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12-06-2019 | © picture

ERC research lends an ear to the voices heard by schizophrenia patients

The ERC-funded ONOFF project is building upon previous efforts to better understand auditory hallucinations (AH) in patients with schizophrenia. Its results could lead to new cognitive and pharmacological treatments.

23-10-2018 | © picture

AI all around us

Agnieszka Wykowska is a senior researcher of the Social Cognition in Human-Robot Interaction at the Italian Institute of Technology (Istituto Italiano di Tecnologia) in Genova, Italy. In 2016 she has been awarded an ERC Starting Grant for her project “Intentional Stance for Social Attunement” whose goal is to investigate if humans are ready to engage in social interactions with humanoid robots. Dr Wykowska will present her findings at the ERC's conference Frontier Research and Artificial Intelligence.  

17-05-2018 | Image: © Image courtesy of NRAO/AUI - Portrait: © Damir Fabijanic

New insights into the formation of stars and black holes

Radio astronomy has now entered a “golden age” with new facilities paving the way for significant discoveries on the early universe and the formation and evolution of galaxies. Working on faint radio-signals, Dr Vernesa Smolčić’s research may lead to significant advances in the area. Her goal is to provide the first census of high-redshift star-bursting galaxies, also called “submillimetre galaxies”, and a full census of galaxies hosting supermassive black holes.  

08-05-2018 | Portrait: © Rob Stevens, KU Leuven, Belgium - Illustration Figure: © Paul Beck, KU Leuven, Belgium - Caption: Starquakes (measured with the NASA satellite Kepler) allowed to discover the spin rate of the cores of red giant stars.

Asteroseismology shakes up theory of stellar evolution

First published on 13-07-2016Updated on 08-05-2018

What is the lifespan of a sun-like star? Well, it may not be quite what we thought. The outcomes of EU-funded asteroseismology research conducted by Professor Conny Aerts and her team show that the cores of red giants don’t spin nearly as fast as expected – and this, in turn, means that our understanding of the future of our sun was flawed.

05-02-2018 | ©NASA/JPL-Caltech

TRAPPIST-1: findings show exoplanets made of rock and water

In 2016, a team of researchers led by EU-funded astronomer Michaël Gillon at the University of Liège, Belgium, discovered three temperate Earth-sized planets orbiting TRAPPIST-1, an ultra-cool dwarf star just 40 light years from Earth. A few months later, Gillon surprised the world with the discovery of a whole planetary system made of a total of seven planets around this star. A set of new studies reveals today the nature and composition of the planets, shedding light on their potential habitability.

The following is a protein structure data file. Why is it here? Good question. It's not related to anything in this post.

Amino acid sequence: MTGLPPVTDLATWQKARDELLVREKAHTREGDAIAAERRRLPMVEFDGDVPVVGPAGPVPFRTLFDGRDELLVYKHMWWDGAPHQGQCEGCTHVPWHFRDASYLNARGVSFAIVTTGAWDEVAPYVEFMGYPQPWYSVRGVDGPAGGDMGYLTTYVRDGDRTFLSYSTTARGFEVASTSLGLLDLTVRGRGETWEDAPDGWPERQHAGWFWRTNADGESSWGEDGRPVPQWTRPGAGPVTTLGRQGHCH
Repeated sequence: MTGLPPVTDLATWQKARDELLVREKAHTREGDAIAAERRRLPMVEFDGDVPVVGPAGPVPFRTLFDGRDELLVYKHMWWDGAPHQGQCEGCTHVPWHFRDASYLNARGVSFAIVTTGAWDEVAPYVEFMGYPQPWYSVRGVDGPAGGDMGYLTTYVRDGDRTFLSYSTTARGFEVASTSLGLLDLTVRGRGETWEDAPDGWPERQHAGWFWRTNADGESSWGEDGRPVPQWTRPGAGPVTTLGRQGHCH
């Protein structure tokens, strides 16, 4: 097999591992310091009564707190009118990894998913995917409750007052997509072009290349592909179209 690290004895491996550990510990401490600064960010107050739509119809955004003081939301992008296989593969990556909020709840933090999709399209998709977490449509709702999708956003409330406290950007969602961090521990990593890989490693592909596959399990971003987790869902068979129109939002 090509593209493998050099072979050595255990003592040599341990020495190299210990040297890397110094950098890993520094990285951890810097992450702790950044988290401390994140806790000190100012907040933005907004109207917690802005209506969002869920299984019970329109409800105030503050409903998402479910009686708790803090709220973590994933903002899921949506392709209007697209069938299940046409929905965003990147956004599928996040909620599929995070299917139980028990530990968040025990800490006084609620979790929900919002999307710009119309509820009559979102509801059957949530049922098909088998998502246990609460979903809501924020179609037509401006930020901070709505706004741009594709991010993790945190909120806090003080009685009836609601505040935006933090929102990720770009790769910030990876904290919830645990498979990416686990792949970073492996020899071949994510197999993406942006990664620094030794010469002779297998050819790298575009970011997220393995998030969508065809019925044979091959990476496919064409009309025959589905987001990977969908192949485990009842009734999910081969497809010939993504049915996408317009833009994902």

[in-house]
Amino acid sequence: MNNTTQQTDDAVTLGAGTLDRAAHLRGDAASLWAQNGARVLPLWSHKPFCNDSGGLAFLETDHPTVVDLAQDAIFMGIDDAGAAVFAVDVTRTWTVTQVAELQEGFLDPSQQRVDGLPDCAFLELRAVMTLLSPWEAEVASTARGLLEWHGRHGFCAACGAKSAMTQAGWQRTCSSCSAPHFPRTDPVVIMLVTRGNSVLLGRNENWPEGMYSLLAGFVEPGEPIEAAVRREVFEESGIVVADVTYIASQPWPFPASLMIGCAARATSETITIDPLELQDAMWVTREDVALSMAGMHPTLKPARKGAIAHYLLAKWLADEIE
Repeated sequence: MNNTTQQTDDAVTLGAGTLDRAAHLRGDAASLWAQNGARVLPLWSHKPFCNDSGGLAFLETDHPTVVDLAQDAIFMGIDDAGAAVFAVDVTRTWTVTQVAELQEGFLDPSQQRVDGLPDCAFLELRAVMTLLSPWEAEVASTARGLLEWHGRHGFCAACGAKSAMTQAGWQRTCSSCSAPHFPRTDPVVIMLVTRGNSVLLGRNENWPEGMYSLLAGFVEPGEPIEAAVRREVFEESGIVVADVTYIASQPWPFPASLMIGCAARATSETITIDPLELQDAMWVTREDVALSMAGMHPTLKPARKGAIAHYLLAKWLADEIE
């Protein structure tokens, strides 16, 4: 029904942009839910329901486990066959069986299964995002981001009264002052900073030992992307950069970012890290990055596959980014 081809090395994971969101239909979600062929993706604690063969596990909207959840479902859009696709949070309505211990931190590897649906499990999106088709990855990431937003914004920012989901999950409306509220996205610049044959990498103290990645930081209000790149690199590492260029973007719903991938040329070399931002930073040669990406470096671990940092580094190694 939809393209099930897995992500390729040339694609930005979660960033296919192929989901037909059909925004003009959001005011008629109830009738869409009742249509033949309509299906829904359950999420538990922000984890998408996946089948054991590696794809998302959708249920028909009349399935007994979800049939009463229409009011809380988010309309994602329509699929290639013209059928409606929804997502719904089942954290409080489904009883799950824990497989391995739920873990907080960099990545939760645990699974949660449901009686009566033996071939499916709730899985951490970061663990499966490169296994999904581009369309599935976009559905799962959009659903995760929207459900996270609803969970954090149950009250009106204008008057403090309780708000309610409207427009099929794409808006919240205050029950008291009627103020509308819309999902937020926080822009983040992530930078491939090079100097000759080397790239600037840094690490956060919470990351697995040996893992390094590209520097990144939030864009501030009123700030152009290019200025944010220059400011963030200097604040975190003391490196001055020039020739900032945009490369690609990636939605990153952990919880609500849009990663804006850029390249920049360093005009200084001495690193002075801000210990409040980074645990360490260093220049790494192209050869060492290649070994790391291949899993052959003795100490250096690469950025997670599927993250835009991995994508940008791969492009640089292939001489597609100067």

11-01-2018 | Artist's impression of PicSat in orbit around the Earth. PicSat rendering © Lesia / Observatoire de Paris; Background image T. Pesquet ESA / NASA

Tiny, but not afraid of the big

If you raise your eyes to the sky, you won't see it but you might sense it passing by. On 12 January just before sunrise in Europe, PicSat, a cube satellite as big as a shoebox and barely as heavy as a brick, will be launched from the Satish Dhawan Space Centre in Sriharikota, India. Supported with a grant from the European Research Council, it is the first nanosatellite to embark on one of the greatest space adventures: exploring, from afar, an exoplanet.

31-05-2017 | Supermassive black holes with masses of about a billion times that of the sun existed by about 12.8 billion years ago. Photo @istockphoto.com

EARLY BLACK HOLES MAY HAVE GROWN IN FITS AND SPURTS

A team of female scientists, including ERC grantee Dr Raffaella Schneider from Sapienza University in Italy found how black holes appeared and grew in the early universe. The lead author of the study was Edwige Pezzulli, a PhD student member of Dr Schneider's ERC-funded team.

Supermassive black holes with masses of about a billion times that of the sun existed by about 12.8 billion years ago.

15-05-2017 | © picture

Socialising with Artificial Agents

A number of factors have played an important role in the evolutionary success of the human species. One of the undeniably fundamental factors has been our inherent ability to communicate. This capacity to perceive, respond to and coordinate behaviour with others has not only allowed us to survive, but also to thrive. The ERC-funded project SOCIAL ROBOTS headed by Prof. Emily Cross is aiming to gain a deeper understanding of the intricacies of how we comprehend and coordinate our actions with other people and with robots to achieve mutual goals.

21-03-2017 | eso1706

FIRST IMAGES TAKEN BY EU-FUNDED EUROPA TELESCOPE

Michaël Gillon, astronomer and ERC grantee from the University of Liege, stunned the world with his recent discovery of seven potentially inhabitable planets orbiting Trappist-1 star, some 40 light years from Earth. 

27-07-2016 | © picture

The cognitive art of team sports

While on court, beach volleyball players need to act as a whole in order to prevent the ball from touching the sand: in a fraction of a second - just before the opponent's hand spikes the ball - the passer has to predict and adjust to the attacker's action as well as to their teammate's block position. Thanks to her Consolidator Grant, cognitive science professor Natalie Sebanz is studying the cognitive and psychological mechanisms underlying joint action expertise – in other words, how individuals learn skilled actions, such as those performed by professional athletes, together.